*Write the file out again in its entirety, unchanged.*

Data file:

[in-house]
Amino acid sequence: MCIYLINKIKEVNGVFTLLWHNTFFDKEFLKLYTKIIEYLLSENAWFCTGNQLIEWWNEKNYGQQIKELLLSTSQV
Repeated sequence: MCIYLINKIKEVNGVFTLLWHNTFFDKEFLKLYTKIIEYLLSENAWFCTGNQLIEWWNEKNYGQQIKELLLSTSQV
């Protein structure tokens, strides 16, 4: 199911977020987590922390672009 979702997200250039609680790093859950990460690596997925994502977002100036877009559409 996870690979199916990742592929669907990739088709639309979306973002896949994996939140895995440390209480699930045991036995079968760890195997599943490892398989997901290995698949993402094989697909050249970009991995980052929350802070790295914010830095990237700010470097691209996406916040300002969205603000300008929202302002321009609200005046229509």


[in-house]
Amino acid sequence: MCIYLINKIKEVNGVFTLLWHNTFFDKEFLKLYTKIIEYLLSENAWFCTGNQLIEWWNEKNYGQQIKELLLSTSQV
Repeated sequence: MCIYLINKIKEVNGVFTLLWHNTFFDKEFLKLYTKIIEYLLSENAWFCTGNQLIEWWNEKNYGQQIKELLLSTSQV
């Protein structure tokens, strides 16, 4: 199911977020987590922390672009 979702997200250039609680790093859950990460690596997925994502977002100036877009559409 996870690979199916990742592929669907990739088709639309979306973002896949994996939140895995440390209480699930045991036995079968760890195997599943490892398989997901290995698949993402094989697909050249970009991995980052929350802070790295914010830095990237700010470097691209996406916040300002969205603000300008929202302002321009609200005046229509």